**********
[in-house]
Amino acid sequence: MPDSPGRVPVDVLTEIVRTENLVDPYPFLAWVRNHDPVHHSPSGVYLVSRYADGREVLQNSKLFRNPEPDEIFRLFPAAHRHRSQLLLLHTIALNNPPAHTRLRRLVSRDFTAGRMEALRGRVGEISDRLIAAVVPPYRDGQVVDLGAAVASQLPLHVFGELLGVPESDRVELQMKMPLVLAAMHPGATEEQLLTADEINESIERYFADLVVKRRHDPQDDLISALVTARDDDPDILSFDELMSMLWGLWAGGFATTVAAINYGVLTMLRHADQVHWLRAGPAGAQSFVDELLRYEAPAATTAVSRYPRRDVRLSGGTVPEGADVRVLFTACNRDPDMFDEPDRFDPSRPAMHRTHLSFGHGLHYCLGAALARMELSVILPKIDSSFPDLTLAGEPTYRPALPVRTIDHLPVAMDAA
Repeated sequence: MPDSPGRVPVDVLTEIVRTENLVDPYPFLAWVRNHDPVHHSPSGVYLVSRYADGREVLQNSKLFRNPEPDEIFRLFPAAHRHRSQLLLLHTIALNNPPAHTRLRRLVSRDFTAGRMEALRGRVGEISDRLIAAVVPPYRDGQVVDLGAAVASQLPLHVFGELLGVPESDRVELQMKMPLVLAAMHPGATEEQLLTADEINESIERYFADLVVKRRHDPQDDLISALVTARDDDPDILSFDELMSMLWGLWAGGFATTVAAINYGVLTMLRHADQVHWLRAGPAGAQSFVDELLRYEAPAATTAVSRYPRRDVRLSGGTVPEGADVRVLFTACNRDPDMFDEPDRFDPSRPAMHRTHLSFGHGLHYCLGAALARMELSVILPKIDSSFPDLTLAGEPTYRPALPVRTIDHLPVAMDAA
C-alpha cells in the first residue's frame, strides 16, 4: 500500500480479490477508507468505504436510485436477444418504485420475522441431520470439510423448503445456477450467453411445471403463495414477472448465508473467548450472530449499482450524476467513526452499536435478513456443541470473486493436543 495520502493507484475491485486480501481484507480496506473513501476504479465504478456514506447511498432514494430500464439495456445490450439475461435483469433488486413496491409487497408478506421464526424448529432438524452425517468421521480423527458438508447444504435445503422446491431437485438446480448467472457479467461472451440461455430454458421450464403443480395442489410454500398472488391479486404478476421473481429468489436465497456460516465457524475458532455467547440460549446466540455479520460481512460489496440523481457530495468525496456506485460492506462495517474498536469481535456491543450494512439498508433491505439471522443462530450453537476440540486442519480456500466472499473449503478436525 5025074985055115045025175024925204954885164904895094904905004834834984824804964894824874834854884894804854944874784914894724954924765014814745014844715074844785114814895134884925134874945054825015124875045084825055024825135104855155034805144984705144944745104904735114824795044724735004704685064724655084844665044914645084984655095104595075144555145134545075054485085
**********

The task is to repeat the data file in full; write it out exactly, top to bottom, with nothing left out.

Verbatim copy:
[in-house]
Amino acid sequence: MPDSPGRVPVDVLTEIVRTENLVDPYPFLAWVRNHDPVHHSPSGVYLVSRYADGREVLQNSKLFRNPEPDEIFRLFPAAHRHRSQLLLLHTIALNNPPAHTRLRRLVSRDFTAGRMEALRGRVGEISDRLIAAVVPPYRDGQVVDLGAAVASQLPLHVFGELLGVPESDRVELQMKMPLVLAAMHPGATEEQLLTADEINESIERYFADLVVKRRHDPQDDLISALVTARDDDPDILSFDELMSMLWGLWAGGFATTVAAINYGVLTMLRHADQVHWLRAGPAGAQSFVDELLRYEAPAATTAVSRYPRRDVRLSGGTVPEGADVRVLFTACNRDPDMFDEPDRFDPSRPAMHRTHLSFGHGLHYCLGAALARMELSVILPKIDSSFPDLTLAGEPTYRPALPVRTIDHLPVAMDAA
Repeated sequence: MPDSPGRVPVDVLTEIVRTENLVDPYPFLAWVRNHDPVHHSPSGVYLVSRYADGREVLQNSKLFRNPEPDEIFRLFPAAHRHRSQLLLLHTIALNNPPAHTRLRRLVSRDFTAGRMEALRGRVGEISDRLIAAVVPPYRDGQVVDLGAAVASQLPLHVFGELLGVPESDRVELQMKMPLVLAAMHPGATEEQLLTADEINESIERYFADLVVKRRHDPQDDLISALVTARDDDPDILSFDELMSMLWGLWAGGFATTVAAINYGVLTMLRHADQVHWLRAGPAGAQSFVDELLRYEAPAATTAVSRYPRRDVRLSGGTVPEGADVRVLFTACNRDPDMFDEPDRFDPSRPAMHRTHLSFGHGLHYCLGAALARMELSVILPKIDSSFPDLTLAGEPTYRPALPVRTIDHLPVAMDAA
C-alpha cells in the first residue's frame, strides 16, 4: 500500500480479490477508507468505504436510485436477444418504485420475522441431520470439510423448503445456477450467453411445471403463495414477472448465508473467548450472530449499482450524476467513526452499536435478513456443541470473486493436543 495520502493507484475491485486480501481484507480496506473513501476504479465504478456514506447511498432514494430500464439495456445490450439475461435483469433488486413496491409487497408478506421464526424448529432438524452425517468421521480423527458438508447444504435445503422446491431437485438446480448467472457479467461472451440461455430454458421450464403443480395442489410454500398472488391479486404478476421473481429468489436465497456460516465457524475458532455467547440460549446466540455479520460481512460489496440523481457530495468525496456506485460492506462495517474498536469481535456491543450494512439498508433491505439471522443462530450453537476440540486442519480456500466472499473449503478436525 5025074985055115045025175024925204954885164904895094904905004834834984824804964894824874834854884894804854944874784914894724954924765014814745014844715074844785114814895134884925134874945054825015124875045084825055024825135104855155034805144984705144944745104904735114824795044724735004704685064724655084844665044914645084984655095104595075144555145134545075054485085